Is Funded Account Really Worth It?
Prop trading is rising in popularity as it allows a trader to have access to significant trading capital without spending much of their own money. But not everyone is convinced that prop trading is worth considering, being just a way for prop firms to drain money from inexperienced traders. Is prop trading a good way to increase your trading profits or just a waste of your time and money?
To help you to get a clearer understanding of the matter, this article will discuss the pros and cons of prop trading and will try to explain who should consider attempting at getting funded by a prop firm and who is better to avoid prop trading. But first, you need to understand the basics.
What is prop trading?
Proprietary firms (often called prop firms) are firms that give traders access to the firm's capital in return for a share of profits the trader will generate. While previously prop trading was conducted on a physical trading floor and was not very different from a regular job, nowadays prop firms work for the most part online, attracting traders from all over the world. To apply for funding, a trader typically needs to pass an evaluation to prove that they are able to make a profit. The evaluation usually entails reaching a certain profit target within a specified time limit and under certain rules. While there are prop firms that do not require an evaluation, they are low in number, have a much bigger entry fee, and usually have a worse profit split.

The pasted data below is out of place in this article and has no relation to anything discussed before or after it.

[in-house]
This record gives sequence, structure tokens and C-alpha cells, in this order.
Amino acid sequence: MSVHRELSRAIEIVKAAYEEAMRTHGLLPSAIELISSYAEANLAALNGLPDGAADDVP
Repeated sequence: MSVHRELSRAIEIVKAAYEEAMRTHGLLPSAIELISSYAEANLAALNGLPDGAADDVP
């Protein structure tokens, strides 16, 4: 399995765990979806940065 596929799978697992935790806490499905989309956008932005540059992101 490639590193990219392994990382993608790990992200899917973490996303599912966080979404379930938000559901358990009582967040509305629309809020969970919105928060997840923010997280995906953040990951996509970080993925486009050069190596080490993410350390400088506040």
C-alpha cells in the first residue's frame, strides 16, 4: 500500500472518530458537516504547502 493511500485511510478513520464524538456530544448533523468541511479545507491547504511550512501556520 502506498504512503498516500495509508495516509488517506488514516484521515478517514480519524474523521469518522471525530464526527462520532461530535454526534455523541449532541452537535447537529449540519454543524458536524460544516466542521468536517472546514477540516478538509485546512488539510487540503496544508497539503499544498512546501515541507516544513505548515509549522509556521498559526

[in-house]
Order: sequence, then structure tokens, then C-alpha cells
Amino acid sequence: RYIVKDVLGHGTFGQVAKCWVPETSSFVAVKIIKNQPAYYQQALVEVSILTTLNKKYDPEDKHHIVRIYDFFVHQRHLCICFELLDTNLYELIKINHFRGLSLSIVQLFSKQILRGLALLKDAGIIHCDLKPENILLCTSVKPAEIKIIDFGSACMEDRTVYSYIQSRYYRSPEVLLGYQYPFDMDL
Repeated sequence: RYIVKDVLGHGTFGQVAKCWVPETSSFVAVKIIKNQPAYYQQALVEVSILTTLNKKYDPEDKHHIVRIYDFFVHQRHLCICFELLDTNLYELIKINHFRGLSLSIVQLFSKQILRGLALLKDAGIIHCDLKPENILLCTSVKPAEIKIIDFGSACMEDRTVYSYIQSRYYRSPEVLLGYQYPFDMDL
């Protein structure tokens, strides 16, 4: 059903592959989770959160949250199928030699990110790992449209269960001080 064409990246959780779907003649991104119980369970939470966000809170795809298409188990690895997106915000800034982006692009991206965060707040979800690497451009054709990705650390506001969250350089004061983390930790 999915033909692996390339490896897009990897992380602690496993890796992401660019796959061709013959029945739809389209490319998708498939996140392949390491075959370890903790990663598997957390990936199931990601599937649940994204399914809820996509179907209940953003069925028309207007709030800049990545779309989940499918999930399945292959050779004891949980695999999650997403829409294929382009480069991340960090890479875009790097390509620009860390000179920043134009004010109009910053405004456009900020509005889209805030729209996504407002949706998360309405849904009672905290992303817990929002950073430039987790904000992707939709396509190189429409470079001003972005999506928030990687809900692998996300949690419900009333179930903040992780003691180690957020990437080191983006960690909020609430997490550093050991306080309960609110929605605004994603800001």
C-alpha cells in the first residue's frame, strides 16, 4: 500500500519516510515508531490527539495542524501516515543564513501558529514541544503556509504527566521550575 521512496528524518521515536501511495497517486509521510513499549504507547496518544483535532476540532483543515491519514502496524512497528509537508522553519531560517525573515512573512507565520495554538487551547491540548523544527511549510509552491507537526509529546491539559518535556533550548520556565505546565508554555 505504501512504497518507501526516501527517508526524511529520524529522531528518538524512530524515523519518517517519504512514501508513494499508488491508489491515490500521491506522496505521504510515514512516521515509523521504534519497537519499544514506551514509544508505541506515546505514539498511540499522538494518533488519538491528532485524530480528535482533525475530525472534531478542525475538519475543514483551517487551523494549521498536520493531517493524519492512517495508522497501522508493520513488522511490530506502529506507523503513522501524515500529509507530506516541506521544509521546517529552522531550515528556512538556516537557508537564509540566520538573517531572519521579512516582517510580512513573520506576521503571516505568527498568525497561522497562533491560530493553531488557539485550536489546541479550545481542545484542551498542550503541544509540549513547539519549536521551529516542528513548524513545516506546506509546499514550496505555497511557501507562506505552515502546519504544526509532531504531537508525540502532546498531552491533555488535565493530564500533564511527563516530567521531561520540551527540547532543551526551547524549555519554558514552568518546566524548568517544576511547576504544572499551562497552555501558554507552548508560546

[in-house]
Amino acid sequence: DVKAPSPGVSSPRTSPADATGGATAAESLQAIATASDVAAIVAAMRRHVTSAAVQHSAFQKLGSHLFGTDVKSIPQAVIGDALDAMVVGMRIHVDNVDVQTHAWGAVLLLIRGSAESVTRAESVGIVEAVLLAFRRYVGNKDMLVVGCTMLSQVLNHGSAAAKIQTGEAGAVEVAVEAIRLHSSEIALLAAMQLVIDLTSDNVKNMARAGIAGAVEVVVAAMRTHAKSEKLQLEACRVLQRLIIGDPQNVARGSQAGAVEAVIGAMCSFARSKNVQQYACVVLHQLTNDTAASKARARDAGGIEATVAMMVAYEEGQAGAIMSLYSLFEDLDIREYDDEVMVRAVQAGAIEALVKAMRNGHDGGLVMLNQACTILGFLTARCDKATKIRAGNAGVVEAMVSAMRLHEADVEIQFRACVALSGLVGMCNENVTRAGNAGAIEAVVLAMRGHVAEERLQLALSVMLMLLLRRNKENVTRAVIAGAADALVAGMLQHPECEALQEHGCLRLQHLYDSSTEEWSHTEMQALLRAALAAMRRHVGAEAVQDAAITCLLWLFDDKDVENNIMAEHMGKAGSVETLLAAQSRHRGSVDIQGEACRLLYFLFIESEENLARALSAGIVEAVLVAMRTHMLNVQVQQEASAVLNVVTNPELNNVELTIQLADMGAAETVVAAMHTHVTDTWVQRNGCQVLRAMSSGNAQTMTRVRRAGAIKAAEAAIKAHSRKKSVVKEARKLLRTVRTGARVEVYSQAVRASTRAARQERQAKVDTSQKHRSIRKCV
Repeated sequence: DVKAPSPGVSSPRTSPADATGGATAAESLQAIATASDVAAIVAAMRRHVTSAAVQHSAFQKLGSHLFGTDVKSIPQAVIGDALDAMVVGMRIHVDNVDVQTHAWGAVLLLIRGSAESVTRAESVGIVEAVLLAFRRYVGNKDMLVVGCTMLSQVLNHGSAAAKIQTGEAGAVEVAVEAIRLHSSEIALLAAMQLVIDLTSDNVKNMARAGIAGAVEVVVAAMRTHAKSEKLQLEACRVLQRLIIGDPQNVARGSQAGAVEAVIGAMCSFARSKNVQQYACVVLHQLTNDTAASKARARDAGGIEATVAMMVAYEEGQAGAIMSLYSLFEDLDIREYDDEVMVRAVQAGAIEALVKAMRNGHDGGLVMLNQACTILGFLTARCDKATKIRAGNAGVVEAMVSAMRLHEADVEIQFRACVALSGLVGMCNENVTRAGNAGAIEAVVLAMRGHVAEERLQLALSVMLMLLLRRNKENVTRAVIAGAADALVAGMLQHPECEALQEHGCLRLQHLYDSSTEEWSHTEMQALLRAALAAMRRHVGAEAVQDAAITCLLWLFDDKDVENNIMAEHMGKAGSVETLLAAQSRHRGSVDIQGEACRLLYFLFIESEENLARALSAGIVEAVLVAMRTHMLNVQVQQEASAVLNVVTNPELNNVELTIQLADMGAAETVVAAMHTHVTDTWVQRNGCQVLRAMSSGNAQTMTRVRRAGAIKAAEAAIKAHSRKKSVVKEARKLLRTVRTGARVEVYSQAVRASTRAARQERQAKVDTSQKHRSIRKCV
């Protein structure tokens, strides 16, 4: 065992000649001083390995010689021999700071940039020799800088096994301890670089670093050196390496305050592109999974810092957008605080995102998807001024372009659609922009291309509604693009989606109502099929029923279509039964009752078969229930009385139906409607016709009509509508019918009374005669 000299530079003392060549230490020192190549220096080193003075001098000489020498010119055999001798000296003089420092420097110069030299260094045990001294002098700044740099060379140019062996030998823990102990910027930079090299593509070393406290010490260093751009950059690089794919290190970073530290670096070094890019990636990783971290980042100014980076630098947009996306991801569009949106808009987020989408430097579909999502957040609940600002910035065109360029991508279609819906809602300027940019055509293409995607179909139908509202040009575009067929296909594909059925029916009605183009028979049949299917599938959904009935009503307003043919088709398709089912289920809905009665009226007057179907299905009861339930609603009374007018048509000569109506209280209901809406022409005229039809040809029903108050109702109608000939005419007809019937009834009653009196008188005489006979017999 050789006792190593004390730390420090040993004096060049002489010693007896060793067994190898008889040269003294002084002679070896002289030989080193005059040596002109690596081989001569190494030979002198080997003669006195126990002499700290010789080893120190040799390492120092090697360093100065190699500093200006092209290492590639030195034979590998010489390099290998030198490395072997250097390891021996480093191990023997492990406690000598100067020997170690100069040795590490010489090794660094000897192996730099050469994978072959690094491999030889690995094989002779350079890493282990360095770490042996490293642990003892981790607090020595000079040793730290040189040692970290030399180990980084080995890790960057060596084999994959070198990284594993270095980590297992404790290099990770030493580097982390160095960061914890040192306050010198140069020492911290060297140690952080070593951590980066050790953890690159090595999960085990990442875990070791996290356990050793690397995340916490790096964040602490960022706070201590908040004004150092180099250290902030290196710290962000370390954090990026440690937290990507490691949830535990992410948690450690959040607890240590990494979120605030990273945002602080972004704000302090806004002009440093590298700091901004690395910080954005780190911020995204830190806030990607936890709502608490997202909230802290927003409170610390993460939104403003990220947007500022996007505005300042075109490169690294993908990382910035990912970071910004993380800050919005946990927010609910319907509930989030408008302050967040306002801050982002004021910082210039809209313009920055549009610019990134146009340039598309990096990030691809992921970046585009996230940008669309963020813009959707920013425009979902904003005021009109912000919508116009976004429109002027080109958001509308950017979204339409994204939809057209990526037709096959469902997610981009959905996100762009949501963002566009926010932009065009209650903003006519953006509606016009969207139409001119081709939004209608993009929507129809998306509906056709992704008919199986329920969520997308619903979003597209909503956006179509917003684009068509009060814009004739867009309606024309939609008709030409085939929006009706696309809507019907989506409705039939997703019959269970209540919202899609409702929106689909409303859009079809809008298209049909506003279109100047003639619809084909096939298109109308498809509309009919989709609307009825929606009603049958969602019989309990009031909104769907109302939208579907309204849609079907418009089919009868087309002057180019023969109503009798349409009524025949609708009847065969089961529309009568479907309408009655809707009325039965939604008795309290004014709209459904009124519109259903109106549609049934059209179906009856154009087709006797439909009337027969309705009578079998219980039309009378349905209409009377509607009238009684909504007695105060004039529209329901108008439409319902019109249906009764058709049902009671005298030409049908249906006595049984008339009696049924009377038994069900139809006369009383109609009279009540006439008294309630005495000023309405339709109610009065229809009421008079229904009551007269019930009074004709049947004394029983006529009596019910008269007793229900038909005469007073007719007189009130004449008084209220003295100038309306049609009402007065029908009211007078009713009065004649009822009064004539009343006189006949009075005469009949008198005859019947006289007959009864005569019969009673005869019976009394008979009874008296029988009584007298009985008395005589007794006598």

So, you get a significant amount of money in return for a small fee, can get a huge profit if you are successful, and if you are not then there will be no repercussions for you outside of losing access to the funding (and even then, you can just take the evaluation again, sometimes at a discount). Does it not sound too good to be true? Well, things are a bit more complicated.
The biggest issue the opponents of prop trading have is the rules for the evaluation as well as for trading on a live account after passing the evaluation. Many traders find them too restrictive to allow successful trading, and that makes it too easy to fail the evaluation or to lose access to funding even if you are lucky to get it. In fact, the criticism you will likely encounter the most is that the main source of revenue for prop firms is the evaluation fees from traders, who lose evaluation and have to attempt to pass it again and again, not profits generated by successful traders. The proponents of prop trading argue that those restrictions help to learn trading discipline and risk management. After all, the drawdown limit (one of the most discussed and criticized restriction in discussions among traders) encourage you to be more responsible and avoid excessive risk. And such an approach is useful not only in prop trading but in regular trading as well.
Pros and cons of prop trading
Getting funded by a prop firm has significant advantages such as:
- You get access to significant trading capital that can get you bigger profits compared with your own small account.
- You do not risk your own money (outside of evaluation/entry fees).
- Rules of prop firms encourage beginner traders to learn risk management, including the value of the usage of stop-losses.